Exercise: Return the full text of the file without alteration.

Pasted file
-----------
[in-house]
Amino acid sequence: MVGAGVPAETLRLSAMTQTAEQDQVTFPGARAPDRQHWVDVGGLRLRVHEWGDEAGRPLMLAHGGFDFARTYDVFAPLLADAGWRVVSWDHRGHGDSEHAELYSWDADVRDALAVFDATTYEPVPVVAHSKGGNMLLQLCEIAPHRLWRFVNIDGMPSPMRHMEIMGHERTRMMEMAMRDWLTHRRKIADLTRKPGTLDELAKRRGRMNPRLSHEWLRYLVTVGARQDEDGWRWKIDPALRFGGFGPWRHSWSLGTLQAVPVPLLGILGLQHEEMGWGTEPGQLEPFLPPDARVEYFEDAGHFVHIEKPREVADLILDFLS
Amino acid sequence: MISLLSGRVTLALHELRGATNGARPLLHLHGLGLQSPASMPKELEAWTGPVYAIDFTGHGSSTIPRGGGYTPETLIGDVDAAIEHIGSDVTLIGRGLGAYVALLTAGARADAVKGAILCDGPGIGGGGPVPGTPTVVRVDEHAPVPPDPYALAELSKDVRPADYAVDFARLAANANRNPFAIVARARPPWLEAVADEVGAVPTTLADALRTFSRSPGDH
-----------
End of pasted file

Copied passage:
[in-house]
Amino acid sequence: MVGAGVPAETLRLSAMTQTAEQDQVTFPGARAPDRQHWVDVGGLRLRVHEWGDEAGRPLMLAHGGFDFARTYDVFAPLLADAGWRVVSWDHRGHGDSEHAELYSWDADVRDALAVFDATTYEPVPVVAHSKGGNMLLQLCEIAPHRLWRFVNIDGMPSPMRHMEIMGHERTRMMEMAMRDWLTHRRKIADLTRKPGTLDELAKRRGRMNPRLSHEWLRYLVTVGARQDEDGWRWKIDPALRFGGFGPWRHSWSLGTLQAVPVPLLGILGLQHEEMGWGTEPGQLEPFLPPDARVEYFEDAGHFVHIEKPREVADLILDFLS
Amino acid sequence: MISLLSGRVTLALHELRGATNGARPLLHLHGLGLQSPASMPKELEAWTGPVYAIDFTGHGSSTIPRGGGYTPETLIGDVDAAIEHIGSDVTLIGRGLGAYVALLTAGARADAVKGAILCDGPGIGGGGPVPGTPTVVRVDEHAPVPPDPYALAELSKDVRPADYAVDFARLAANANRNPFAIVARARPPWLEAVADEVGAVPTTLADALRTFSRSPGDH